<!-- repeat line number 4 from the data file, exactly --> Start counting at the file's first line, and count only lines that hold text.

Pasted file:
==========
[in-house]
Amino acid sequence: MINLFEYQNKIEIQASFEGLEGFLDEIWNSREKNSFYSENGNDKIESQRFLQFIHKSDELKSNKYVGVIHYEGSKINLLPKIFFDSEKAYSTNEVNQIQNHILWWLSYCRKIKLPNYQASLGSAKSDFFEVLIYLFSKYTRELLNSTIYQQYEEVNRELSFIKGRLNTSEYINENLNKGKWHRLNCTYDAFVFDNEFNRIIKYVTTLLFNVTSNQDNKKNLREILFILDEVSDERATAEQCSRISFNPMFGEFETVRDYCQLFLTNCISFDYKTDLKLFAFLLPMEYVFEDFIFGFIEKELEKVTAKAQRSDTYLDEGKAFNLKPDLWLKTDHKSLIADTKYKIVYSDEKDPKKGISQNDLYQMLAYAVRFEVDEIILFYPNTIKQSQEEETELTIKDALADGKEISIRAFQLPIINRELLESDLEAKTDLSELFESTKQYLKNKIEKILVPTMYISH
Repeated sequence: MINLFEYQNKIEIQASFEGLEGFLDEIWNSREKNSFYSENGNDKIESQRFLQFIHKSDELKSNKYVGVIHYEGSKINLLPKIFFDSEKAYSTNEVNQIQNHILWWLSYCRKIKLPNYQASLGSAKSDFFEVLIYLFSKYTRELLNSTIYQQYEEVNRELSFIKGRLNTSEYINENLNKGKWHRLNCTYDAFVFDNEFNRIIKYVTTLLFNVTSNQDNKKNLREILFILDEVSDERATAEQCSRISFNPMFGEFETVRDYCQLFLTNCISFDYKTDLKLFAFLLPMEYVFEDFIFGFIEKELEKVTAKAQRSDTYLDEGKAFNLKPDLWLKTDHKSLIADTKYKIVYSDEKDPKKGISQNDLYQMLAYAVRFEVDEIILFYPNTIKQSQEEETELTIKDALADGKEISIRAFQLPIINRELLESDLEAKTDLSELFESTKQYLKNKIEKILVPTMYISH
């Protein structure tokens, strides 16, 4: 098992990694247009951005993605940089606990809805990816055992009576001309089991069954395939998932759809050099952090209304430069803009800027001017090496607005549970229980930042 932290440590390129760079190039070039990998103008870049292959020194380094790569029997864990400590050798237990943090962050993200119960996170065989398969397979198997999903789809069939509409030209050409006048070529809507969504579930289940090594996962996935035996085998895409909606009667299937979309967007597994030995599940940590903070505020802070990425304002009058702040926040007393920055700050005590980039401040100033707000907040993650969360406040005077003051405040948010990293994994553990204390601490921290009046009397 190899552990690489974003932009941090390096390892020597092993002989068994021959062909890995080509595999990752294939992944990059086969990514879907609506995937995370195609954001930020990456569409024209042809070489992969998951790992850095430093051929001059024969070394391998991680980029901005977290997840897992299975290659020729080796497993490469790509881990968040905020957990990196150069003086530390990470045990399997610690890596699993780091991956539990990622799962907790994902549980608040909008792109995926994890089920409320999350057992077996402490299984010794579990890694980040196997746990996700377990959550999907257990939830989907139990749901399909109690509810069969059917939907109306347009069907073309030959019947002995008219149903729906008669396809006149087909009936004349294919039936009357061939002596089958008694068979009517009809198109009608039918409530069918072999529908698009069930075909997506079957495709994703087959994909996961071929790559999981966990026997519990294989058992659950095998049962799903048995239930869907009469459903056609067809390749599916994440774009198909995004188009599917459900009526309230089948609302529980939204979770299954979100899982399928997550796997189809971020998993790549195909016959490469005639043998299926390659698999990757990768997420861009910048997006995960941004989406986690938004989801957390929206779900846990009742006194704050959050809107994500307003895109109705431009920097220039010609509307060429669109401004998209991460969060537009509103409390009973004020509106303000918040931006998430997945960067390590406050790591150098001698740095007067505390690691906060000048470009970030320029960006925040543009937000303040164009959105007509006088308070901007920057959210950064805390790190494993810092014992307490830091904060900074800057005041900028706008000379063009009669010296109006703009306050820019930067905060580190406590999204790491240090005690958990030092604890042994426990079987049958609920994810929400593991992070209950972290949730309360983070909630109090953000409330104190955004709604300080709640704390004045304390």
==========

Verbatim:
């Protein structure tokens, strides 16, 4: 098992990694247009951005993605940089606990809805990816055992009576001309089991069954395939998932759809050099952090209304430069803009800027001017090496607005549970229980930042 932290440590390129760079190039070039990998103008870049292959020194380094790569029997864990400590050798237990943090962050993200119960996170065989398969397979198997999903789809069939509409030209050409006048070529809507969504579930289940090594996962996935035996085998895409909606009667299937979309967007597994030995599940940590903070505020802070990425304002009058702040926040007393920055700050005590980039401040100033707000907040993650969360406040005077003051405040948010990293994994553990204390601490921290009046009397 190899552990690489974003932009941090390096390892020597092993002989068994021959062909890995080509595999990752294939992944990059086969990514879907609506995937995370195609954001930020990456569409024209042809070489992969998951790992850095430093051929001059024969070394391998991680980029901005977290997840897992299975290659020729080796497993490469790509881990968040905020957990990196150069003086530390990470045990399997610690890596699993780091991956539990990622799962907790994902549980608040909008792109995926994890089920409320999350057992077996402490299984010794579990890694980040196997746990996700377990959550999907257990939830989907139990749901399909109690509810069969059917939907109306347009069907073309030959019947002995008219149903729906008669396809006149087909009936004349294919039936009357061939002596089958008694068979009517009809198109009608039918409530069918072999529908698009069930075909997506079957495709994703087959994909996961071929790559999981966990026997519990294989058992659950095998049962799903048995239930869907009469459903056609067809390749599916994440774009198909995004188009599917459900009526309230089948609302529980939204979770299954979100899982399928997550796997189809971020998993790549195909016959490469005639043998299926390659698999990757990768997420861009910048997006995960941004989406986690938004989801957390929206779900846990009742006194704050959050809107994500307003895109109705431009920097220039010609509307060429669109401004998209991460969060537009509103409390009973004020509106303000918040931006998430997945960067390590406050790591150098001698740095007067505390690691906060000048470009970030320029960006925040543009937000303040164009959105007509006088308070901007920057959210950064805390790190494993810092014992307490830091904060900074800057005041900028706008000379063009009669010296109006703009306050820019930067905060580190406590999204790491240090005690958990030092604890042994426990079987049958609920994810929400593991992070209950972290949730309360983070909630109090953000409330104190955004709604300080709640704390004045304390």